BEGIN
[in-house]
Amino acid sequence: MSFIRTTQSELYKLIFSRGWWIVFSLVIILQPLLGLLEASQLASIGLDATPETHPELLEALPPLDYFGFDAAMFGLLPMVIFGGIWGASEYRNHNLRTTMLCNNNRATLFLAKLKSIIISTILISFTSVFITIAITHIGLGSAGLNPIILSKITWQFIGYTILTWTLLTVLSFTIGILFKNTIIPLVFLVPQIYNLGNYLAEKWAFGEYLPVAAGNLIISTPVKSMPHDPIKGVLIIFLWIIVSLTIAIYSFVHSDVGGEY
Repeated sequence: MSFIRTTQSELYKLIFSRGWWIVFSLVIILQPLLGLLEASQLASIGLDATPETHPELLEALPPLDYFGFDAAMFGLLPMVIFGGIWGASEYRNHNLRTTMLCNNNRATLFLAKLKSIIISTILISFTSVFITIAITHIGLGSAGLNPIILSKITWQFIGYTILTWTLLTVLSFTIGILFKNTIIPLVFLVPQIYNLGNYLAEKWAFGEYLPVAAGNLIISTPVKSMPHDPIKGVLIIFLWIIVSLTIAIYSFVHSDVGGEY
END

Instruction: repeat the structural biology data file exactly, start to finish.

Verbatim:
[in-house]
Amino acid sequence: MSFIRTTQSELYKLIFSRGWWIVFSLVIILQPLLGLLEASQLASIGLDATPETHPELLEALPPLDYFGFDAAMFGLLPMVIFGGIWGASEYRNHNLRTTMLCNNNRATLFLAKLKSIIISTILISFTSVFITIAITHIGLGSAGLNPIILSKITWQFIGYTILTWTLLTVLSFTIGILFKNTIIPLVFLVPQIYNLGNYLAEKWAFGEYLPVAAGNLIISTPVKSMPHDPIKGVLIIFLWIIVSLTIAIYSFVHSDVGGEY
Repeated sequence: MSFIRTTQSELYKLIFSRGWWIVFSLVIILQPLLGLLEASQLASIGLDATPETHPELLEALPPLDYFGFDAAMFGLLPMVIFGGIWGASEYRNHNLRTTMLCNNNRATLFLAKLKSIIISTILISFTSVFITIAITHIGLGSAGLNPIILSKITWQFIGYTILTWTLLTVLSFTIGILFKNTIIPLVFLVPQIYNLGNYLAEKWAFGEYLPVAAGNLIISTPVKSMPHDPIKGVLIIFLWIIVSLTIAIYSFVHSDVGGEY